Q&A with Neil Rackham, “The Professor of Professional Selling”

Neil Rackham has been observing the world’s best sales forces for decades, and here he answers some of the frequently asked questions he has received from sales professionals and sales managers:

How does one become a good salesperson?

It’s not magic; it’s hard work. A few people have a natural talent for selling, but most people must practice, then practice more, then practice more. It’s just like football. You need a good coach and lots of practice at basic skills, like asking good questions.

Which motivational strategies shall a CEO apply to improve the productivity of his/her sales force?

Pay your top salespeople well. Give them lots of freedom. Create a “high performance culture.” This means that you recruit only the best. When salespeople join your company, you tell them, “Only the top performers will stay. After a year, you must prove that you should stay – we don’t prove that you should go.” And get rid of poor performers quickly. Research shows that the number one reason why a salesperson doesn’t improve is that there is another person in the same team who is doing worse. Money is an important motivator but it is not everything. Money attracts and keeps high performers. It encourages people to sell harder. But paying people more doesn’t make them more smart.

What does it take to create a strong sales force — the “dream team”?

A great sales team starts with a manager who is a great coach. Next, the salespeople must have shared values. For example, they must care about their customers. They must be truthful and they must understand their products. Salespeople are very competitive and they are not good at helping each other. To create a “dream team” their manager must encourage cooperation and caring. The salespeople must learn to help each other.

How do you generate value for the costumer?

In the past, the product generated all the value. Each company made a unique product. The job of the salesperson was to explain to the customer the product’s value. In other words, salespeople were value communicators. Today there are many competing products and they are not unique. So the product has not enough value for the customer to prefer it to a competitor. The job of the salesperson changes under these circumstances. Salespeople today must be value creators. They must be experts and they must be creative problem solvers.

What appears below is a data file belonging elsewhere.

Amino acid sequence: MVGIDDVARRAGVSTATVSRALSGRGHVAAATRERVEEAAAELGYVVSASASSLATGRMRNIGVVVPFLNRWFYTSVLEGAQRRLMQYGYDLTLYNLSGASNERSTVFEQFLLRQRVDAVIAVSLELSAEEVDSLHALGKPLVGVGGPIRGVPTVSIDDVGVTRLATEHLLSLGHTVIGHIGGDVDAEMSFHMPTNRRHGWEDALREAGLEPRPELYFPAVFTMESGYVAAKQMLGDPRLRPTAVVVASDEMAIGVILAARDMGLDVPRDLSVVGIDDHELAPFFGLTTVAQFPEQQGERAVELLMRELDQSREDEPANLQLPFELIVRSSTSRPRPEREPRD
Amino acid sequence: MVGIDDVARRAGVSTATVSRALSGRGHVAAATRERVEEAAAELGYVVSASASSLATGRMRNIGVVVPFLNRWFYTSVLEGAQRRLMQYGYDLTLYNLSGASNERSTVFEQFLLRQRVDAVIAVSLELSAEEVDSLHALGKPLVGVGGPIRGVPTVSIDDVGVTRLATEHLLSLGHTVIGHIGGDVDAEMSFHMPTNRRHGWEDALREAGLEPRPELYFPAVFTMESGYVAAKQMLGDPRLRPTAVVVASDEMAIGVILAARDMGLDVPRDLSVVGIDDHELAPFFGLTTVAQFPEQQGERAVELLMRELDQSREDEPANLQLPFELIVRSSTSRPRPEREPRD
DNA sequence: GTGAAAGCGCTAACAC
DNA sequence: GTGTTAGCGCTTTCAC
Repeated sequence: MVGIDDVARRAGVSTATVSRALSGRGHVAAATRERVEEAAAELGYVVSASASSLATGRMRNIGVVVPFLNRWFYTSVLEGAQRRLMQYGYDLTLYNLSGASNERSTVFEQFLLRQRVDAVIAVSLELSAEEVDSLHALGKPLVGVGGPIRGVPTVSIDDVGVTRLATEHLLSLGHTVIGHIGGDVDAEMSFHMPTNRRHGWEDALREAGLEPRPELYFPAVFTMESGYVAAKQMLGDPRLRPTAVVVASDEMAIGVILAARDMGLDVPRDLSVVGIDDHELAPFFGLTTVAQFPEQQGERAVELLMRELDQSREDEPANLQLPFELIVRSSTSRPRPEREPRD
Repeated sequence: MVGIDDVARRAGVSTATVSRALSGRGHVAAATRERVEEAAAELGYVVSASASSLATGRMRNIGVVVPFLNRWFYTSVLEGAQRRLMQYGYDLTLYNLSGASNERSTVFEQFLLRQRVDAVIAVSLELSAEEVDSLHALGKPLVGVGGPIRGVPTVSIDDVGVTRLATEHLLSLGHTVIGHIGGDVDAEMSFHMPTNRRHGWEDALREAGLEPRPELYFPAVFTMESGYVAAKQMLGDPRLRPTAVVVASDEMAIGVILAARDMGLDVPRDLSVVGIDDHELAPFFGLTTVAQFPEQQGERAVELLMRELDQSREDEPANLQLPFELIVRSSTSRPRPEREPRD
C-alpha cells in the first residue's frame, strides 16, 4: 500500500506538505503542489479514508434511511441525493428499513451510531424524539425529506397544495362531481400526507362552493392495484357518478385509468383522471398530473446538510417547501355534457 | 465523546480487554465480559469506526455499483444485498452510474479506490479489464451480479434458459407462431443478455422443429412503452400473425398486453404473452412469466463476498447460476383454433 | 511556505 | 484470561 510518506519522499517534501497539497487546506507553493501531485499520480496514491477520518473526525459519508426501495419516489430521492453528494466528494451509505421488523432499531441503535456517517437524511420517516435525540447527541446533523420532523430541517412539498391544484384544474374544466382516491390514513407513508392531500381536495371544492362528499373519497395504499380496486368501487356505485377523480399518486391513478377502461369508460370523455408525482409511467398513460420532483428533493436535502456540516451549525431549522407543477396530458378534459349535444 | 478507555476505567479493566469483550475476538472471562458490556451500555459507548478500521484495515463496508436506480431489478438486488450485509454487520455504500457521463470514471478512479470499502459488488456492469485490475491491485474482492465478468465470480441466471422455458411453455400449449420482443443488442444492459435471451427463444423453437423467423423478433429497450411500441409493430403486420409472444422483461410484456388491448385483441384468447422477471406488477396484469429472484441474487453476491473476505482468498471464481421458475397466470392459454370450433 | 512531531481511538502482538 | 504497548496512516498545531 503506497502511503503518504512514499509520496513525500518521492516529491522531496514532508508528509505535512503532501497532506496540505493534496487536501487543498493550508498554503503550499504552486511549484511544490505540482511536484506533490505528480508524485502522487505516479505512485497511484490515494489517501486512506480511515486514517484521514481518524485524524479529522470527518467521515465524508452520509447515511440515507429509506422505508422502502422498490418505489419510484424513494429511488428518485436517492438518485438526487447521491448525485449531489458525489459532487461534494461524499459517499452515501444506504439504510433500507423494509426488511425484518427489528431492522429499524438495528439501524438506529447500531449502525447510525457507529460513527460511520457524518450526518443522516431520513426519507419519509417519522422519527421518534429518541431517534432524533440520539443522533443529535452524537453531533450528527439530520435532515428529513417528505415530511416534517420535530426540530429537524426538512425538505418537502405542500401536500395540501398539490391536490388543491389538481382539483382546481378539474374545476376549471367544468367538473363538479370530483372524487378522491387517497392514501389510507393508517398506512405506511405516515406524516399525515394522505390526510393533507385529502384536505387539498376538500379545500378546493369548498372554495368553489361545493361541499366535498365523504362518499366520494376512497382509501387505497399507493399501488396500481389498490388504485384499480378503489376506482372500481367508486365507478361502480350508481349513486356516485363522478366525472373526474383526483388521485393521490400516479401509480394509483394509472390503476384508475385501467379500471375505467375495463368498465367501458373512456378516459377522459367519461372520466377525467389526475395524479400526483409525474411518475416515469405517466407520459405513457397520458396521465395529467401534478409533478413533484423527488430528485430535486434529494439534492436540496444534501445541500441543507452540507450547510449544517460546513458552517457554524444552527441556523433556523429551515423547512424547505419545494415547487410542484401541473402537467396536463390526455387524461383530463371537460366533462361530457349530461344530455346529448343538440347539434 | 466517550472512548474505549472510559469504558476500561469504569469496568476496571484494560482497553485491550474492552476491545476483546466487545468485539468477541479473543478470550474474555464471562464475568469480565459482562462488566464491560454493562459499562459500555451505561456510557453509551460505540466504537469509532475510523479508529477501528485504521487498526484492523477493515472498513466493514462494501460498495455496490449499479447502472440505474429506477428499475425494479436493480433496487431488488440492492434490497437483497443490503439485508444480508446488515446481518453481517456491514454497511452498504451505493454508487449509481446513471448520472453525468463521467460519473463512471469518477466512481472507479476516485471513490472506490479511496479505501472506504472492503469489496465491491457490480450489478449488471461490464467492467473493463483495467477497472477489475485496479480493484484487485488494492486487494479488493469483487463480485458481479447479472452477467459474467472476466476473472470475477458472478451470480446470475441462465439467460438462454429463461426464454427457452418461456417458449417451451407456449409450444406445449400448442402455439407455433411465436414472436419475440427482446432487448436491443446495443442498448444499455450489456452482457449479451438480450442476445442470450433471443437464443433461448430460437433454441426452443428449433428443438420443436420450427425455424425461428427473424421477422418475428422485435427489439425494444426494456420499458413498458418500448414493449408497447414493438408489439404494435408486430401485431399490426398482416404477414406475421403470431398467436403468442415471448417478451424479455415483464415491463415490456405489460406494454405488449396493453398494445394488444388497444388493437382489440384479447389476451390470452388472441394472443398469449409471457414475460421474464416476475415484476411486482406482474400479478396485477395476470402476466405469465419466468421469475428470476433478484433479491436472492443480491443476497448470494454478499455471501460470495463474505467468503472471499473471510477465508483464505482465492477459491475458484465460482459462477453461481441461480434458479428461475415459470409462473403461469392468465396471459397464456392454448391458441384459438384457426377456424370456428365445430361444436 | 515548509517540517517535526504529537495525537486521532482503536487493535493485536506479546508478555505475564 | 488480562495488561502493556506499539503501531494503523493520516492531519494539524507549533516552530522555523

How to define the objectives of the sales force to reach results? Which are the fundamentals of productivity?

In simple sales, the best productivity objectives are about activity and efficiency. So success comes from selling hard. Good salespeople make lots of calls and the more calls, the more sales. This doesn’t work in complex sales. More calls can even lead to less sales. In complex sales the best metrics are about effectiveness, not efficiency.

The image of sales people is tarnished. How can we change that perception so they can be considered by society as professionals?

Society always judges on the past, not the present. In the past, many salespeople lied and cheated. They gave selling a very bad name. But today the sales job has become professional, honest and has high standards. Society will catch up with the reality, but it takes time.

Are entrepreneurs good sellers?

Entrepreneurs are usually bad at selling. During sales calls they usually talk too much. They don’t listen to the customer. They are too enthusiastic about their products. When I’m training entrepreneurs I tell them that good selling means asking questions and listening to the customer. I tell them, “If you talk for more than one-third of the discussion, then you are selling badly.”

How do we create efficient global enterprises that make high-level sales domestically and worldwide?

A global enterprise starts with good strategy. This means that marketing and sales must work very closely together and make detailed strategic plans for each global account. In most organizations, this isn’t happening well. Another thing: most successful global companies started in one market and then expanded. As a European, I have had to break into the US market. Sometimes it’s easier to start by breaking into one geographic region or into one type of industry, rather than trying to immediately break into an entire country.

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4 Responses to “Q&A with Neil Rackham, “The Professor of Professional Selling””

  1. Rabi May 1, 2009 at 12:16 am #

    Dear Sir,

    SPIN is a great tool to be used.
    But is SPIN related only to sales, because I feel that these technique could be used by any department in the organisation.

    Plz. clarify

  2. rollie animo May 6, 2009 at 10:17 am #

    NICE READ.

  3. Ad Caram September 17, 2009 at 8:54 pm #

    I like the ask questions and “talk less than 1/3″ rule-of-thumb. The answer to “motivational strategies”, above is dead on. SPIN was a major contribution to my sales career.

  4. Buckley December 30, 2009 at 5:28 pm #

    Rackham is a cut above all the others. When I read his works almost 15 years ago I was finally convinced Sales was a ‘professional’ job.

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